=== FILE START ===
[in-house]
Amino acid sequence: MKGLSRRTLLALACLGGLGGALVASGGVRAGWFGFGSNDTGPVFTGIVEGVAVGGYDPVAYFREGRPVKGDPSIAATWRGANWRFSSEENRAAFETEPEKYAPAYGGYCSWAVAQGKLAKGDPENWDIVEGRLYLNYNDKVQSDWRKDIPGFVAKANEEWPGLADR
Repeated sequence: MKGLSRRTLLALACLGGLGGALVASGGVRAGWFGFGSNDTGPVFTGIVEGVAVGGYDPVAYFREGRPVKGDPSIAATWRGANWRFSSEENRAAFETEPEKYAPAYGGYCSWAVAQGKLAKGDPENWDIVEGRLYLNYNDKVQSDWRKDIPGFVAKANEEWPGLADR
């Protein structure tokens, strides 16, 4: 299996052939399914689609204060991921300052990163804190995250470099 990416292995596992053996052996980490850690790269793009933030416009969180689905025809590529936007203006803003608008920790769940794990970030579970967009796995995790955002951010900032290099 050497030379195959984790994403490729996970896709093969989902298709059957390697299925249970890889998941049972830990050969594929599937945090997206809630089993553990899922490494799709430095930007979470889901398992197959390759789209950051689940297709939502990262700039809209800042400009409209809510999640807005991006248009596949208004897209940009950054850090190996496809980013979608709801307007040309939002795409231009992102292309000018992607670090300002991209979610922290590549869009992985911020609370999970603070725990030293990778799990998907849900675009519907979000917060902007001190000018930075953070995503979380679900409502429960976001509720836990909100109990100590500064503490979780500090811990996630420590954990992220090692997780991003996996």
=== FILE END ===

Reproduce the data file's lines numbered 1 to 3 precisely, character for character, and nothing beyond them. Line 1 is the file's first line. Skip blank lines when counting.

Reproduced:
[in-house]
Amino acid sequence: MKGLSRRTLLALACLGGLGGALVASGGVRAGWFGFGSNDTGPVFTGIVEGVAVGGYDPVAYFREGRPVKGDPSIAATWRGANWRFSSEENRAAFETEPEKYAPAYGGYCSWAVAQGKLAKGDPENWDIVEGRLYLNYNDKVQSDWRKDIPGFVAKANEEWPGLADR
Repeated sequence: MKGLSRRTLLALACLGGLGGALVASGGVRAGWFGFGSNDTGPVFTGIVEGVAVGGYDPVAYFREGRPVKGDPSIAATWRGANWRFSSEENRAAFETEPEKYAPAYGGYCSWAVAQGKLAKGDPENWDIVEGRLYLNYNDKVQSDWRKDIPGFVAKANEEWPGLADR